The Memory Hierarchy

Thanks to Chris Terman and MIT open courseware. These notes are from an MIT lecture found here

Timeline:

0:20 What we want in a memory.
2:25 Technologies for memories. (see table)
5:30 SRAM Memory Cell
10:23 1-T Dynamic RAM
16:00 Hard disk
17:40 Challenge to cope with Quality vs. Quantity
18:15 Key idea: Best of both worlds using Memory hierarchy
20:55 Memory reference patterns. Locality for program, stack and data
24:20 Exploiting the Memory Hierarchy
31:53 The Cache Idea: Program-Transparent Memory Hierarchy
34: 16 How high of a Hit Ratio do we need?
36: 15 The Cache Principle
46: 16 Direct Mapped Cache
47: 36 Contention Problem: Contention, Death and Taxes

Professor talks about the detailed low level details of memory, addr, DIN/DOUT.

Two kinds of memories:

  1. 2-port main memory: One port for program counter and get back an instruction, the other port is to use load and store instructions, computing a memory address with an offset to get data.
  2. Register file: Built into the CPU data, two register operands for each instruction. Same organization as 2-port memory.

Technologies for memories:

Capacity Latency Cost
Register 100’s of bits 20ps $$$$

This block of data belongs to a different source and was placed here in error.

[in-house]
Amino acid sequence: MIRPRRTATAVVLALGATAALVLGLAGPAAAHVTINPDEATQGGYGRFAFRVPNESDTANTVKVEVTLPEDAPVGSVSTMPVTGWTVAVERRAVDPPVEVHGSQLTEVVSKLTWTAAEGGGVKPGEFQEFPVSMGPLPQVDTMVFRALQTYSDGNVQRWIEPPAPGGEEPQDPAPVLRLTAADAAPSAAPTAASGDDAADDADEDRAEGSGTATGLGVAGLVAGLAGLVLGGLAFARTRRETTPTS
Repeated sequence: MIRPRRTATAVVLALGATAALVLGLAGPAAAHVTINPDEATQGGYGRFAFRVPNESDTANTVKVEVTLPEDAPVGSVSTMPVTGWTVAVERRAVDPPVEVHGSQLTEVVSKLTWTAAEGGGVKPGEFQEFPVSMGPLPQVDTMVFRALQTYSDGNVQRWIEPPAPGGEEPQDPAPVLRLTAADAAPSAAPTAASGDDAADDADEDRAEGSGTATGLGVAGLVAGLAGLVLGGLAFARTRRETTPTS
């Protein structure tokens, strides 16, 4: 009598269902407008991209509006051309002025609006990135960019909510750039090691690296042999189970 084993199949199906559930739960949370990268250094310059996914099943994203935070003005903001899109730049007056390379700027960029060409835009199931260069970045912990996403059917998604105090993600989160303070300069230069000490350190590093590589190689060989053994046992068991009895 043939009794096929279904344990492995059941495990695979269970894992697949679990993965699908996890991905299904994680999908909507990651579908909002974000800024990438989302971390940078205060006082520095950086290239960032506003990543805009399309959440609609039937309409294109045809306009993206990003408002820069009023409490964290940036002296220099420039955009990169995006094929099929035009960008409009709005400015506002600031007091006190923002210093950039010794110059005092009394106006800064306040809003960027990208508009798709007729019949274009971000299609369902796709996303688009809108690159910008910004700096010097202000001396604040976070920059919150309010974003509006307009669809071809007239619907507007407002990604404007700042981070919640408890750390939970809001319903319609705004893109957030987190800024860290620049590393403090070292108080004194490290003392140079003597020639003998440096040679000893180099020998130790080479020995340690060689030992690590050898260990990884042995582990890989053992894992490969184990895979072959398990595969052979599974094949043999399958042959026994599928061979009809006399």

SRAM 100’s of Kbytes 1ns $$$
DRAM 1000’s of Mbytes 40ns $
Hard disk* 100’s of Gbytes 10ms Cents
Desired 1’s Gbytes 1ns cheap

The real bottleneck is if we have to fetch each instruction from the memory, there is a high order of latency even though the processor is very fast.

In past the speed of the processor has improved with CMOS technologies. The capacity of DRAM has increased, as the size of the transistors get smaller and smaller, but the latency in the DRAM which are dictated by the size of the memory, have not increased dramatically as compared to processor.

SRAM

Static Ram – A technology that is used in our register file (one of the types of memory mentioned above). Professor talks about the low-level gates and transistors of SRAM that uses inverters. There is a static bi-stable storage element. The writes of bits “overpower” the reads.

We can build multi-port SRAMs. One can increase the number of SRAM ports by adding access transistors. By carefully sizing the inverter pair, so that one is strong and the other is weak, we can assure that our WRITE bus will only fight with the weaker one, and the READs are driven by the stronger one – thus minimizing both access and write times.

1-T Dynamic Ram

It is a high capacity memory system, is much simpler – involves six transistors/cell may not sound much, but they can add up quickly. What is the fewest number of transistors that can be used to store a bit? This is determined by area, better dielectric, thinner film, there is a formula to calculate that.